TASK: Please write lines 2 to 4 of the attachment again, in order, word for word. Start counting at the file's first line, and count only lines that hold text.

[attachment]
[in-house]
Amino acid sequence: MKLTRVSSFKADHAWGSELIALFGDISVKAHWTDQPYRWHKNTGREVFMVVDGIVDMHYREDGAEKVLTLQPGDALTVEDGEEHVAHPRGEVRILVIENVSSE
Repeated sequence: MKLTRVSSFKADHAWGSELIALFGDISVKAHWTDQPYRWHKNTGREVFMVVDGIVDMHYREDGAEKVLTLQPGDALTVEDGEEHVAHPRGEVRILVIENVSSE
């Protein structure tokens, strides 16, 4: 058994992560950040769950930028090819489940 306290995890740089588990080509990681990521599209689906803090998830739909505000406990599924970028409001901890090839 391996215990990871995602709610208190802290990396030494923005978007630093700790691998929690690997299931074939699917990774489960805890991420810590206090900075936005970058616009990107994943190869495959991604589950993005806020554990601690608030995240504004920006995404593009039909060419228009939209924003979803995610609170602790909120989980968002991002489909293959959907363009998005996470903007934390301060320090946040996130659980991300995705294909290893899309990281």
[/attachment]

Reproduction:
Amino acid sequence: MKLTRVSSFKADHAWGSELIALFGDISVKAHWTDQPYRWHKNTGREVFMVVDGIVDMHYREDGAEKVLTLQPGDALTVEDGEEHVAHPRGEVRILVIENVSSE
Repeated sequence: MKLTRVSSFKADHAWGSELIALFGDISVKAHWTDQPYRWHKNTGREVFMVVDGIVDMHYREDGAEKVLTLQPGDALTVEDGEEHVAHPRGEVRILVIENVSSE
């Protein structure tokens, strides 16, 4: 058994992560950040769950930028090819489940 306290995890740089588990080509990681990521599209689906803090998830739909505000406990599924970028409001901890090839 391996215990990871995602709610208190802290990396030494923005978007630093700790691998929690690997299931074939699917990774489960805890991420810590206090900075936005970058616009990107994943190869495959991604589950993005806020554990601690608030995240504004920006995404593009039909060419228009939209924003979803995610609170602790909120989980968002991002489909293959959907363009998005996470903007934390301060320090946040996130659980991300995705294909290893899309990281």